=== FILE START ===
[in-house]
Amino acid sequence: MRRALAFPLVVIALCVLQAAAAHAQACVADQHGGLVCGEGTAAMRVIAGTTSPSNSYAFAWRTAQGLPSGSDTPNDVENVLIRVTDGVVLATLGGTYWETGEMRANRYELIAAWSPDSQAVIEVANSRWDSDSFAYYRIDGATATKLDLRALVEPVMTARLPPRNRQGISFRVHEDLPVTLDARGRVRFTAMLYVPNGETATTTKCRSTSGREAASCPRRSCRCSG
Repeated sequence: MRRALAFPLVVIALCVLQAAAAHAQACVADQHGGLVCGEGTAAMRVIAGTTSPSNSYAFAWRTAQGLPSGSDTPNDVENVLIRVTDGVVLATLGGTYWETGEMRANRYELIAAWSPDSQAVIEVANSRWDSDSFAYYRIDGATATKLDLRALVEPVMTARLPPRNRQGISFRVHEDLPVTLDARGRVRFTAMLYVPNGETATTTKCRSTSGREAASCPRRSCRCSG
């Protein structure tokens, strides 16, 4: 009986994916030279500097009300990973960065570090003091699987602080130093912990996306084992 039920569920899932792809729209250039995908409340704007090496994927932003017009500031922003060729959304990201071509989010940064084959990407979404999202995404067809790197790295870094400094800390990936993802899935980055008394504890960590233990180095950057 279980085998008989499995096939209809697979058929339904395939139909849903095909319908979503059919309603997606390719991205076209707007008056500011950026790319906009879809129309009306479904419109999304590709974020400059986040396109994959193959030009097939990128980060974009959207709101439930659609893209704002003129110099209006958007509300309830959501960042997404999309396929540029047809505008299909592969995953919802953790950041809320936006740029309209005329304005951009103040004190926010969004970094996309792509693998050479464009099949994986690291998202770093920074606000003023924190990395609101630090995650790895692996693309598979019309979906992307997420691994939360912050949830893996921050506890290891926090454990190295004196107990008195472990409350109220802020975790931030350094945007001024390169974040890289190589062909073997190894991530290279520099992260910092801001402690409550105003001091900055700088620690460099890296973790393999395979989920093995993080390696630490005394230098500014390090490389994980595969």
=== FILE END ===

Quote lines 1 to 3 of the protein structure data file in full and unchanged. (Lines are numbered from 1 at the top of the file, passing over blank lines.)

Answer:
[in-house]
Amino acid sequence: MRRALAFPLVVIALCVLQAAAAHAQACVADQHGGLVCGEGTAAMRVIAGTTSPSNSYAFAWRTAQGLPSGSDTPNDVENVLIRVTDGVVLATLGGTYWETGEMRANRYELIAAWSPDSQAVIEVANSRWDSDSFAYYRIDGATATKLDLRALVEPVMTARLPPRNRQGISFRVHEDLPVTLDARGRVRFTAMLYVPNGETATTTKCRSTSGREAASCPRRSCRCSG
Repeated sequence: MRRALAFPLVVIALCVLQAAAAHAQACVADQHGGLVCGEGTAAMRVIAGTTSPSNSYAFAWRTAQGLPSGSDTPNDVENVLIRVTDGVVLATLGGTYWETGEMRANRYELIAAWSPDSQAVIEVANSRWDSDSFAYYRIDGATATKLDLRALVEPVMTARLPPRNRQGISFRVHEDLPVTLDARGRVRFTAMLYVPNGETATTTKCRSTSGREAASCPRRSCRCSG